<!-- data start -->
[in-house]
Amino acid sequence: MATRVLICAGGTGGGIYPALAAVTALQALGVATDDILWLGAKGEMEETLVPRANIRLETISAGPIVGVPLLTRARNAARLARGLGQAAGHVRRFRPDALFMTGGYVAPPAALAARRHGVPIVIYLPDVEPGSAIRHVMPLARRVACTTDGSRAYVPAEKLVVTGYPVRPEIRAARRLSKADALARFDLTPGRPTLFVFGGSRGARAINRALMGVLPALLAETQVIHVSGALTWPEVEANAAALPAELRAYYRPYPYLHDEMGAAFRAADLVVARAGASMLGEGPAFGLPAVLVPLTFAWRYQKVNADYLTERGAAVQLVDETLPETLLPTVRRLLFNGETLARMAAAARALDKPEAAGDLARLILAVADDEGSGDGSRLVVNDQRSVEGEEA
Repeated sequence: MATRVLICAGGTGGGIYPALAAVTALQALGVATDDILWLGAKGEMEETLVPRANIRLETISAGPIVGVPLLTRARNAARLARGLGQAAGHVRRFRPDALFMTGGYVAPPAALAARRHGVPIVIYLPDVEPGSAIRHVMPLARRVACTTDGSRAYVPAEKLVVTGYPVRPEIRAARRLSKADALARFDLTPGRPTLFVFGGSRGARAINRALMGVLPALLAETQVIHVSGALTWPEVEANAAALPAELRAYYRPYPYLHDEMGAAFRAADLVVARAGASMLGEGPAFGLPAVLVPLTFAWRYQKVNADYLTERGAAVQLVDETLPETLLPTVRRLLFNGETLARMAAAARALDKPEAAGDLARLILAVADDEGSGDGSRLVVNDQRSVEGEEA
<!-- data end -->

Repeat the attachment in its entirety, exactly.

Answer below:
[in-house]
Amino acid sequence: MATRVLICAGGTGGGIYPALAAVTALQALGVATDDILWLGAKGEMEETLVPRANIRLETISAGPIVGVPLLTRARNAARLARGLGQAAGHVRRFRPDALFMTGGYVAPPAALAARRHGVPIVIYLPDVEPGSAIRHVMPLARRVACTTDGSRAYVPAEKLVVTGYPVRPEIRAARRLSKADALARFDLTPGRPTLFVFGGSRGARAINRALMGVLPALLAETQVIHVSGALTWPEVEANAAALPAELRAYYRPYPYLHDEMGAAFRAADLVVARAGASMLGEGPAFGLPAVLVPLTFAWRYQKVNADYLTERGAAVQLVDETLPETLLPTVRRLLFNGETLARMAAAARALDKPEAAGDLARLILAVADDEGSGDGSRLVVNDQRSVEGEEA
Repeated sequence: MATRVLICAGGTGGGIYPALAAVTALQALGVATDDILWLGAKGEMEETLVPRANIRLETISAGPIVGVPLLTRARNAARLARGLGQAAGHVRRFRPDALFMTGGYVAPPAALAARRHGVPIVIYLPDVEPGSAIRHVMPLARRVACTTDGSRAYVPAEKLVVTGYPVRPEIRAARRLSKADALARFDLTPGRPTLFVFGGSRGARAINRALMGVLPALLAETQVIHVSGALTWPEVEANAAALPAELRAYYRPYPYLHDEMGAAFRAADLVVARAGASMLGEGPAFGLPAVLVPLTFAWRYQKVNADYLTERGAAVQLVDETLPETLLPTVRRLLFNGETLARMAAAARALDKPEAAGDLARLILAVADDEGSGDGSRLVVNDQRSVEGEEA